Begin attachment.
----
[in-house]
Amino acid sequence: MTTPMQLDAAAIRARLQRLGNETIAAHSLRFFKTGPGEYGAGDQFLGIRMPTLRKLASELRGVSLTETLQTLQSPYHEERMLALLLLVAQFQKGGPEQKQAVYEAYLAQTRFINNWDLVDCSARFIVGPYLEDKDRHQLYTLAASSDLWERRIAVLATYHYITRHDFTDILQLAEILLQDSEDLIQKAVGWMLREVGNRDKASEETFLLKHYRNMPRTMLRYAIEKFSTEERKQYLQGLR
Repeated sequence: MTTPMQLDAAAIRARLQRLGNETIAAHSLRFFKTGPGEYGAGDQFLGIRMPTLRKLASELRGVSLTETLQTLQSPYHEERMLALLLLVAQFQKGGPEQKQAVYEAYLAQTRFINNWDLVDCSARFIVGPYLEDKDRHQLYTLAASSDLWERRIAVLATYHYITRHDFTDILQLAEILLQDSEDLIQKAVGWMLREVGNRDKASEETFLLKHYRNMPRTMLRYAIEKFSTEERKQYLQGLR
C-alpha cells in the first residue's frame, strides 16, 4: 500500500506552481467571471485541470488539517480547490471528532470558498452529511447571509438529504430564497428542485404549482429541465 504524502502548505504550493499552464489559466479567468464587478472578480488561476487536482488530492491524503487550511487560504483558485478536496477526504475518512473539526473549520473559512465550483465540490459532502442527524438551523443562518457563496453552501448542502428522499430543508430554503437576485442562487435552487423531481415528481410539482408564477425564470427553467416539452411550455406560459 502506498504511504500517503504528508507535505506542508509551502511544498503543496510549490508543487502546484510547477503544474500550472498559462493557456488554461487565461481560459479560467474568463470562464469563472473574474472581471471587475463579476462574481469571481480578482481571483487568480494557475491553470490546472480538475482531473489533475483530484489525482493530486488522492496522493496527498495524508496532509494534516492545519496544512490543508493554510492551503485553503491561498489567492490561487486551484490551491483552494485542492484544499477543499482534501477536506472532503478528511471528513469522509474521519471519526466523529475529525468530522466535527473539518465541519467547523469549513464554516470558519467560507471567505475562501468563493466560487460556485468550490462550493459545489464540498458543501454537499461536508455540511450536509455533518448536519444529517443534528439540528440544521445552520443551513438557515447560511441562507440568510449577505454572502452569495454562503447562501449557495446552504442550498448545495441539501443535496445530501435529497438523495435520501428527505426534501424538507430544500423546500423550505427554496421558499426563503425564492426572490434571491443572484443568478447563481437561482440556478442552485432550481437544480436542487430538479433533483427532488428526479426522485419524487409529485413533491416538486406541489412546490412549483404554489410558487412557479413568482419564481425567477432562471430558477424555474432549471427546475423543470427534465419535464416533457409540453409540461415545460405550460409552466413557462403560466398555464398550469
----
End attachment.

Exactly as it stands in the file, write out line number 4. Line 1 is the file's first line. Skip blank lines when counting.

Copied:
C-alpha cells in the first residue's frame, strides 16, 4: 500500500506552481467571471485541470488539517480547490471528532470558498452529511447571509438529504430564497428542485404549482429541465 504524502502548505504550493499552464489559466479567468464587478472578480488561476487536482488530492491524503487550511487560504483558485478536496477526504475518512473539526473549520473559512465550483465540490459532502442527524438551523443562518457563496453552501448542502428522499430543508430554503437576485442562487435552487423531481415528481410539482408564477425564470427553467416539452411550455406560459 502506498504511504500517503504528508507535505506542508509551502511544498503543496510549490508543487502546484510547477503544474500550472498559462493557456488554461487565461481560459479560467474568463470562464469563472473574474472581471471587475463579476462574481469571481480578482481571483487568480494557475491553470490546472480538475482531473489533475483530484489525482493530486488522492496522493496527498495524508496532509494534516492545519496544512490543508493554510492551503485553503491561498489567492490561487486551484490551491483552494485542492484544499477543499482534501477536506472532503478528511471528513469522509474521519471519526466523529475529525468530522466535527473539518465541519467547523469549513464554516470558519467560507471567505475562501468563493466560487460556485468550490462550493459545489464540498458543501454537499461536508455540511450536509455533518448536519444529517443534528439540528440544521445552520443551513438557515447560511441562507440568510449577505454572502452569495454562503447562501449557495446552504442550498448545495441539501443535496445530501435529497438523495435520501428527505426534501424538507430544500423546500423550505427554496421558499426563503425564492426572490434571491443572484443568478447563481437561482440556478442552485432550481437544480436542487430538479433533483427532488428526479426522485419524487409529485413533491416538486406541489412546490412549483404554489410558487412557479413568482419564481425567477432562471430558477424555474432549471427546475423543470427534465419535464416533457409540453409540461415545460405550460409552466413557462403560466398555464398550469